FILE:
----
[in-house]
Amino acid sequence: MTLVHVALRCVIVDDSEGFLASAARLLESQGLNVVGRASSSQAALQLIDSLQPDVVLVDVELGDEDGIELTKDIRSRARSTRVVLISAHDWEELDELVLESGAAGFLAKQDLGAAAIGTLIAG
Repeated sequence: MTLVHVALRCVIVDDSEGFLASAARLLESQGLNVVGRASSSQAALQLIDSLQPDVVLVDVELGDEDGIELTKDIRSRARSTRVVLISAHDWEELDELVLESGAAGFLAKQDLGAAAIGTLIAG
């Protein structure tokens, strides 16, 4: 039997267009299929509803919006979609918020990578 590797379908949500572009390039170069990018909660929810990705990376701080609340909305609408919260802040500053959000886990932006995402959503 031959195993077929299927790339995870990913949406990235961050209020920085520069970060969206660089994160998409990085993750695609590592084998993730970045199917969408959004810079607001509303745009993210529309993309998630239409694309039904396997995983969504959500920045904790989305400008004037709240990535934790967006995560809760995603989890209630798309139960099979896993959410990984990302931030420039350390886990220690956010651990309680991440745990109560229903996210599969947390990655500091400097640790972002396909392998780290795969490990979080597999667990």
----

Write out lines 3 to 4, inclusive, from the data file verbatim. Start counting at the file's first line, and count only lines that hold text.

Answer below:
Repeated sequence: MTLVHVALRCVIVDDSEGFLASAARLLESQGLNVVGRASSSQAALQLIDSLQPDVVLVDVELGDEDGIELTKDIRSRARSTRVVLISAHDWEELDELVLESGAAGFLAKQDLGAAAIGTLIAG
């Protein structure tokens, strides 16, 4: 039997267009299929509803919006979609918020990578 590797379908949500572009390039170069990018909660929810990705990376701080609340909305609408919260802040500053959000886990932006995402959503 031959195993077929299927790339995870990913949406990235961050209020920085520069970060969206660089994160998409990085993750695609590592084998993730970045199917969408959004810079607001509303745009993210529309993309998630239409694309039904396997995983969504959500920045904790989305400008004037709240990535934790967006995560809760995603989890209630798309139960099979896993959410990984990302931030420039350390886990220690956010651990309680991440745990109560229903996210599969947390990655500091400097640790972002396909392998780290795969490990979080597999667990």